~ Reign of terror
Papa Doc Duvalier created the Tontons Macoutes because he perceived the military to be a threat to his power.
After the July 1958 Haitian coup d’état attempt against President François Duvalier, he disbanded the army and all law enforcement agencies in Haiti and executed numerous officers. He created a paramilitary force in 1959, Milice de Volontaires de la Sécurité Nationale (Militia of National Security Volunteers or MVSN), two years after he became president, that answered only to him. He perceived a threat to his regime from the regular armed forces.
Duvalier authorized the Tontons Macoutes to commit systematic violence and human rights abuses to suppress political opposition. They were responsible for unknown numbers of murders and rapes in Haiti. Political opponents often disappeared overnight, or were sometimes attacked in broad daylight. Tontons Macoutes stoned and burned people alive. Many times they put the corpses of their victims on display, often hung in trees for everyone to see and take as warnings against opposition. Family members who tried to remove the bodies for proper burial often disappeared themselves. Anyone who challenged the MVSN risked assassination. Their unrestrained state terrorism was accompanied by corruption, extortion and personal aggrandizement among the leadership. The victims of Tontons Macoutes could range from a woman in the poorest of neighborhoods who had previously supported an opposing politician to a businessman who refused to comply with extortion threats (ostensibly as donations for public works, but which were in fact the source of profit for corrupt officials and even President Duvalier). The Tontons Macoutes murdered between 30,000 and 60,000 Haitians.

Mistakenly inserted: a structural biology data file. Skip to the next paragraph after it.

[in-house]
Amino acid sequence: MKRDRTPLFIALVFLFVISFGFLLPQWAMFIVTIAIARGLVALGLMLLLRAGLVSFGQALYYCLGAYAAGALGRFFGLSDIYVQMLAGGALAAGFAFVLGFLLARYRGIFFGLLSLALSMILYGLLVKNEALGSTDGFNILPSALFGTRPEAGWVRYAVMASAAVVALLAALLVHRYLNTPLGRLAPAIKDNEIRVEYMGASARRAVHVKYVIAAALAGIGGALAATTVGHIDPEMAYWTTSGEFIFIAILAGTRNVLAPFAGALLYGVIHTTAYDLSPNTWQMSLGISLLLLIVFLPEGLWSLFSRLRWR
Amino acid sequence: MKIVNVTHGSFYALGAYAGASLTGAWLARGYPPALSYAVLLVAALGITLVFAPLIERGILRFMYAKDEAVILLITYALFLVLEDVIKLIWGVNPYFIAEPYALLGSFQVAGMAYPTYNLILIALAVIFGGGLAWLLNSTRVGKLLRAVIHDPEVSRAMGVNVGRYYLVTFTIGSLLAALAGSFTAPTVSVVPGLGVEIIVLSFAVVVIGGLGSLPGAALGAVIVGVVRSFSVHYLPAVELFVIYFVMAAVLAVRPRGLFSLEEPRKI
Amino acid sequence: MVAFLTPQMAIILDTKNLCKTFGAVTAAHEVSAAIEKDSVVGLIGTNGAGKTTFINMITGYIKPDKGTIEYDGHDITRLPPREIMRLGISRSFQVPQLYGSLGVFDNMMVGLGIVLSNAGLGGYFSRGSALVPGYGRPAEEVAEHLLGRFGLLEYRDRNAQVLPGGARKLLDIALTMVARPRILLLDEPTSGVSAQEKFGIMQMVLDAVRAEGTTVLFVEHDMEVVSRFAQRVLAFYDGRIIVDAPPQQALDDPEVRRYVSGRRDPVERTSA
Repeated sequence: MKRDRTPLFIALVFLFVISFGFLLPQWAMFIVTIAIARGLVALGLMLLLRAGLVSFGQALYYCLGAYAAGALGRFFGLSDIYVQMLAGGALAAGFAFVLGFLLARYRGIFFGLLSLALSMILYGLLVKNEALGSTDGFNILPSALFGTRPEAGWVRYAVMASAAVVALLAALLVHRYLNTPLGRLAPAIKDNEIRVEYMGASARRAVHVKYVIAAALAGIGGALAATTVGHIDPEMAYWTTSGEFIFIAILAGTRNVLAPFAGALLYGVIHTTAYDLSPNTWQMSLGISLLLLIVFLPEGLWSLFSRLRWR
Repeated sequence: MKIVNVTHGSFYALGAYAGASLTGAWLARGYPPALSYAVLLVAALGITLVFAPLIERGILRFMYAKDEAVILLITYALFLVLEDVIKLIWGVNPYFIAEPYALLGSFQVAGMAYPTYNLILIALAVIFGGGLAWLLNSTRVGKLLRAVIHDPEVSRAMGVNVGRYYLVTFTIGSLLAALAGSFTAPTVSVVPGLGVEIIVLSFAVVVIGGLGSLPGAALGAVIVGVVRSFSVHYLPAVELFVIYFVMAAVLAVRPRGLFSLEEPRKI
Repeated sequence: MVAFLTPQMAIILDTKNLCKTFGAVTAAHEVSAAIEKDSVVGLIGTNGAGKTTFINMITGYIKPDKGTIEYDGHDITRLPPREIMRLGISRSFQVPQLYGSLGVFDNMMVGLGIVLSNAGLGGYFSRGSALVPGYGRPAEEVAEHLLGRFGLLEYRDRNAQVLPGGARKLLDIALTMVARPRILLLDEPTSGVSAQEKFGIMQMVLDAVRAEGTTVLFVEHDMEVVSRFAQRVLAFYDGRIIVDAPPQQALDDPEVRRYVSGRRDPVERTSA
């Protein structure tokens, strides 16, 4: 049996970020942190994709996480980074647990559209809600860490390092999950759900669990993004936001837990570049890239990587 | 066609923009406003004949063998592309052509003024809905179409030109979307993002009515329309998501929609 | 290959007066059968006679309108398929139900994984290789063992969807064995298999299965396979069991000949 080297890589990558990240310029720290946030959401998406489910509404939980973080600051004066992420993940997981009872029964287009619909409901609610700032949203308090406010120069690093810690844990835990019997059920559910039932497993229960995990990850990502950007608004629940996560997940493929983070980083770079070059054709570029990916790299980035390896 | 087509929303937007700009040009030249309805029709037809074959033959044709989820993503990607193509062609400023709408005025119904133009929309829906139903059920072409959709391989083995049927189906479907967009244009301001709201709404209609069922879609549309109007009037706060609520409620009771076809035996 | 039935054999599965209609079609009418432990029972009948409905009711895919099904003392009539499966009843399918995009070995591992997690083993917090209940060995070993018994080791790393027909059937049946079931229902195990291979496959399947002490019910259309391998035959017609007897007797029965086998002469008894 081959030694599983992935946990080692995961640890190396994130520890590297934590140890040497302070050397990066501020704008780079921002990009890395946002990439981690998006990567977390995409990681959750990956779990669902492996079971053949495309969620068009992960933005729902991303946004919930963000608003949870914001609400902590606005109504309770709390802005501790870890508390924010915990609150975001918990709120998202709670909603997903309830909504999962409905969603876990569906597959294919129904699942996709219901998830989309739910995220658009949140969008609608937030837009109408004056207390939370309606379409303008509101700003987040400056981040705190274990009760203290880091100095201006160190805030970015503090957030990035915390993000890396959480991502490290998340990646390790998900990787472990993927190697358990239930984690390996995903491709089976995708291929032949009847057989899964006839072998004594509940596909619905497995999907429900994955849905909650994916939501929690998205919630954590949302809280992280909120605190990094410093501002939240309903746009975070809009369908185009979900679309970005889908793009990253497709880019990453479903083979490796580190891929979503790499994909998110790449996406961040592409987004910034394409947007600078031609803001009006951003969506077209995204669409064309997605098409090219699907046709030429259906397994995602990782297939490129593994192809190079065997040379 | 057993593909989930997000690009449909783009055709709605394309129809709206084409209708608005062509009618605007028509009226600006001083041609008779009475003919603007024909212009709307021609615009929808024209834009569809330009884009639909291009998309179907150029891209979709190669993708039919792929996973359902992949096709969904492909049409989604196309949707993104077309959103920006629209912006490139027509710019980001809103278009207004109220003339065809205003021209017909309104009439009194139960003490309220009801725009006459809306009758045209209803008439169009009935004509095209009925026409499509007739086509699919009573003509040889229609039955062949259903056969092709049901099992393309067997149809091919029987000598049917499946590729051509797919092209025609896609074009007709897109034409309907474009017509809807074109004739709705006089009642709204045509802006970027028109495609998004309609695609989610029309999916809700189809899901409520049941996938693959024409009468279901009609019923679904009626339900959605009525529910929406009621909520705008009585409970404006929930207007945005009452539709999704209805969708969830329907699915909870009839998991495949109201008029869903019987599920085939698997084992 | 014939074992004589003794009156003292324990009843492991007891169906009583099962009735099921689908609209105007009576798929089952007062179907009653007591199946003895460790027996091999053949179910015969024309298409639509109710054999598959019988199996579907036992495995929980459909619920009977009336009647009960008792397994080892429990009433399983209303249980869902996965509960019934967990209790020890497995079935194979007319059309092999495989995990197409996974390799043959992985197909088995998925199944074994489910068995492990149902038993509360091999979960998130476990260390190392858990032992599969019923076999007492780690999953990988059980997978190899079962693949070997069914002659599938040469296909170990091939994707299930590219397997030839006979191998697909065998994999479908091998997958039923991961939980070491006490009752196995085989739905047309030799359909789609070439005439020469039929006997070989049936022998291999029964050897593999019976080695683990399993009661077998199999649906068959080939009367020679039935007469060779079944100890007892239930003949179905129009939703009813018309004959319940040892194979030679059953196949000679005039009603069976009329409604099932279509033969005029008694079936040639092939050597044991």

Luckner Cambronne led the Tonton Macoute throughout the 1960s and the beginning of the 1970s. His cruelty earned him the nickname “Vampire of the Caribbean”. He profited by extortion carried out by his followers. In 1971, President Duvalier died and his widow Simone, and son Baby Doc Duvalier ordered Cambronne into exile. Cambronne moved to Miami, Florida where he lived until his death in 2006.
Some of the most important members of the Tonton Macoute were Vodou leaders. This religious affiliation gave the Macoutes a kind of unearthly authority in the eyes of the public. From their methods to their choice of clothes, Vodou always played an important role in their actions. The Tontons Macoutes wore straw hats, blue denim shirts and dark glasses, and were armed with machetes and guns. Both their allusions to the supernatural and their physical presentations were used with the intention of instilling fear and respect.
The Tontons Macoutes were a ubiquitous presence at the polls in the 1961 election, in which Duvalier’s official vote count was an “outrageous” and fraudulent 1,320,748 to 0, electing him to another term. They appeared in force again at polls in 1964, when Duvalier held a rigged referendum that declared him President for Life.